Gonzaga, Ferdinando Carlo
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Mantua and Montferrat, Ferdinando Carlo Gonzaga, Duke of
born 31 August 1652, Revere, Duchy of Mantua
died 5 July 1708, Padua, Republic of Venice
Ferdinando Carlo was born in 1652. He was the only child of Duke Charles II of Mantua and Montferrat and Isabella Clara of Austria.
In 1665, Ferdinando Carlo became Duke of Mantua under the regency of his mother till 1670.
In 1671, the Duke of Mantua married Anna Isabella Gonzaga, daughter of the Duke of Guastalla.
On 8 December 1678, the Duke of Mantua concluded a secret alliance with France which was renewed in 1681, when he sold the Fortress of Casale to France. The same year, his wife inherited the Duchy of Guastalla.
On 12 August 1687, during the Great Turkish War (1683-1699), the Duke of Mantua was present at the Battle of Mohács but did not take part in combat. By 6 October, he was back to Mantua.
In 1688, the Duke of Mantua organised festivities for the carnival of Mantua before taking part in the Carnival of Venice. Assisted by French councillors, the duke also improved the fortifications of Guastalla with the secret intent to sell it to France.
In 1689, the Spanish governor of Milan, Antonio Lopez, visited Guastalla and ordered to dismantle the fortifications, appointing Vincenzo Gonzaga to do it.
In 1691, Spanish troops were sent to the Duchy of Mantua and the duke took refuge in the Republic of Venice, leaving his wife Anna Isabella behind to govern the duchy. She successfully negotiated the withdrawal of the Spanish forces.
In 1692, Emperor Leopold I revoked the inheritance of the Duchy of Guastalla which was transferred to Vincenzo Gonzaga.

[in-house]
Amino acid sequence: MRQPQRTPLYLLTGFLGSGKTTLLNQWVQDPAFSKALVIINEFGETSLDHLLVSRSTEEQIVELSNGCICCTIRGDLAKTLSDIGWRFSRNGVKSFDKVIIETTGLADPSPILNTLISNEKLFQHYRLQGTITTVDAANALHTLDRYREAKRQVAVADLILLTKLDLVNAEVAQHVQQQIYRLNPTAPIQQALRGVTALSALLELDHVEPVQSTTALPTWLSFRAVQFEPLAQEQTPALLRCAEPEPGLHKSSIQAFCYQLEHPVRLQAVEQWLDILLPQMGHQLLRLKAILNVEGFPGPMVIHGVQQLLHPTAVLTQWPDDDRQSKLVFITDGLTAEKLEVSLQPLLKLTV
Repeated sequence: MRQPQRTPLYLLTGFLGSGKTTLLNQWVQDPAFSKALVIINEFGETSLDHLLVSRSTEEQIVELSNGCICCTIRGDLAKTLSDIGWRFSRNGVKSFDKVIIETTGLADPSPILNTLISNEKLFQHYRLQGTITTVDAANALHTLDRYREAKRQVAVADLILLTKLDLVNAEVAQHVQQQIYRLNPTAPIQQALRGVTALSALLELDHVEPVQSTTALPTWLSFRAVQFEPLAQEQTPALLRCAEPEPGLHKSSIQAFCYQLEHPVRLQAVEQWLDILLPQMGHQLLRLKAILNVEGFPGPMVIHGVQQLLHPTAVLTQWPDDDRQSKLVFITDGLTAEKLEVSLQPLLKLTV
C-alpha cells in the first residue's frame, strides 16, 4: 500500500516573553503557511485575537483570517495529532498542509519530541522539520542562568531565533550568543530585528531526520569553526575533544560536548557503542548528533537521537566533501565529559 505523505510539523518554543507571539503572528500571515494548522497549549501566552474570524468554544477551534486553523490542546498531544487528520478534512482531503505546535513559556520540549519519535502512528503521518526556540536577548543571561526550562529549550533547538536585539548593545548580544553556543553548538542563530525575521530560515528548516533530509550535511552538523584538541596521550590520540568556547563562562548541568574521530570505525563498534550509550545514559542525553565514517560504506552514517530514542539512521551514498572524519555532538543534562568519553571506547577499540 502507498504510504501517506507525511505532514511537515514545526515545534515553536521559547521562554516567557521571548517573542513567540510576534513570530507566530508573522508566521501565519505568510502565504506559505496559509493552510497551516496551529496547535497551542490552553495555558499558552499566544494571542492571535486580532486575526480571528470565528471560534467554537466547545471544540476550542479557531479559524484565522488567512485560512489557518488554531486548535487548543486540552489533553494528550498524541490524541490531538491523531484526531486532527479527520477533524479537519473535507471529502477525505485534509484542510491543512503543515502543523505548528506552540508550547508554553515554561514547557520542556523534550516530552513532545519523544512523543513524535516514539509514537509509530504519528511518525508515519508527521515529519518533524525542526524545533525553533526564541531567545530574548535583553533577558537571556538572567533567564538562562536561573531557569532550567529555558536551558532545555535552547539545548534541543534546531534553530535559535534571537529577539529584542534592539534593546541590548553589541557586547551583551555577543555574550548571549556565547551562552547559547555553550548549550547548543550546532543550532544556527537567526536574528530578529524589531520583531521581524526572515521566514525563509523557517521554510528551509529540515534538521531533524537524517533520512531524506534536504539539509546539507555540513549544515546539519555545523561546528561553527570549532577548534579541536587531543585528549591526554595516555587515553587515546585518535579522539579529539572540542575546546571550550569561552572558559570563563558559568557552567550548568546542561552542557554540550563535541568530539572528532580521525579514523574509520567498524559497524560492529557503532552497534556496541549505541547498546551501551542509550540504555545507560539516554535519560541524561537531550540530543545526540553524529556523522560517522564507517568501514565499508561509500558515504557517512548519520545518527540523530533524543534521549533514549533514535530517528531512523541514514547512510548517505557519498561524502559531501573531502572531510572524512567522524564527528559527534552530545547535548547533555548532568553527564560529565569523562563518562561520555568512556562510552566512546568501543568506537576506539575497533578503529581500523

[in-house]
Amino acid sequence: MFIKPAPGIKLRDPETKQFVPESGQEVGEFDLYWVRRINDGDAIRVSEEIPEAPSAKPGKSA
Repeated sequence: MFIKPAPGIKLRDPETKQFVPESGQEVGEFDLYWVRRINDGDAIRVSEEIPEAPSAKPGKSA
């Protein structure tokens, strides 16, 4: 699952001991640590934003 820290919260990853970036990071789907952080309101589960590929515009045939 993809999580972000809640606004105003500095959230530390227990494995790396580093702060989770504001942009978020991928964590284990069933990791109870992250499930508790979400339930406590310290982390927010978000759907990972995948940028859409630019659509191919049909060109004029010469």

In 1700, when Philip V inherited the crown of Spain, the Duke of Mantua was the sole prince of Italy to openly declare himself for the Bourbon.
In 1701, at the outbreak of the War of the Spanish Succession (1701-1713), the Duke of Mantua having aligned once more with France, Emperor Leopold I declared him a traitor. In mid-March 20 French and Spanish battalions were sent to the border of the duchies of Milan and Mantua. These battalions were soon authorised by the Duke of Mantua, in exchange of a sum of 2,000 pistoles, to occupy a few villages and castles along the Mincio. In the night of 4 to 5 April, the Comte de Tessé advanced troops in front of Mantua, as if he intended to invest the place. This gave to the Duke of Mantua a good pretext to open the doors of the city. By mid-June, Prince Eugène de Savoie, commanding the Imperialist army, intended to ravage the Duke of Mantua's private estates (sparing the possessions of the common people) to induce that prince to change sides. In mid-July, the French threw several battalions into Mantua, expecting a siege or a blockade. By the end of the year, Mantua was effectively under blockade.
In 1702, Prince Eugène maintained the blockade of Mantua till the end of July. On 12 July, the Duke of Mantua accompanied Vendôme to Cremona to pay homage to Philip V of Spain who had come to Italy to take command of the Franco-Spanish forces. The Duke of Mantua proposed his services to the king of Spain as volunteer in the Army of the Po.
In 1703, when Eugène invaded the Duchy of Mantua and prepared to lay siege to Mantua itself.
On 11 August 1703, Anna Isabella Gonzaga, Duchess of Mantua, died.
On 8 November 1704, the Duke of Mantua remarried with Suzanne Henriette of Lorraine, daughter of the Duke of Elbeuf.
In 1706, Prince Eugène successfully relieved Turin and seized control of the Po Valley.
On 13 March 1707, the French signed the Convention of Milan, surrendering northern Italy under the condition that their army could march safely back to France. The Duke of Mantua was now totally isolated. He flee to Casale, leaving once more the government of his duchy to his wife.
On 30 June 1708, the Imperial Diet of Regensburg charged the Duke of Mantua with felony and confiscated all his estates. Montferrat was ceded to the Duke of Savoy while the Habsburgs incorporated the Duchy of Mantua in their domain. The Duke of Mantua died a few days later on 5 July in the Palazzo Mocenigo Querini in Padua. He left no descendant.
- English version Ferdinando Carlo Gonzaga, Duke of Mantua and Montferrat
- French version Charles III Ferdinand de Mantoue
- German version Ferdinando Carlo von Gonzaga-Nevers
- Italian version Ferdinando Carlo di Gonzaga-Nevers]
N.B.: the texts on the period extending from 1700 to 1708 are mostly derived from our articles depicting the various campaigns, battles and sieges.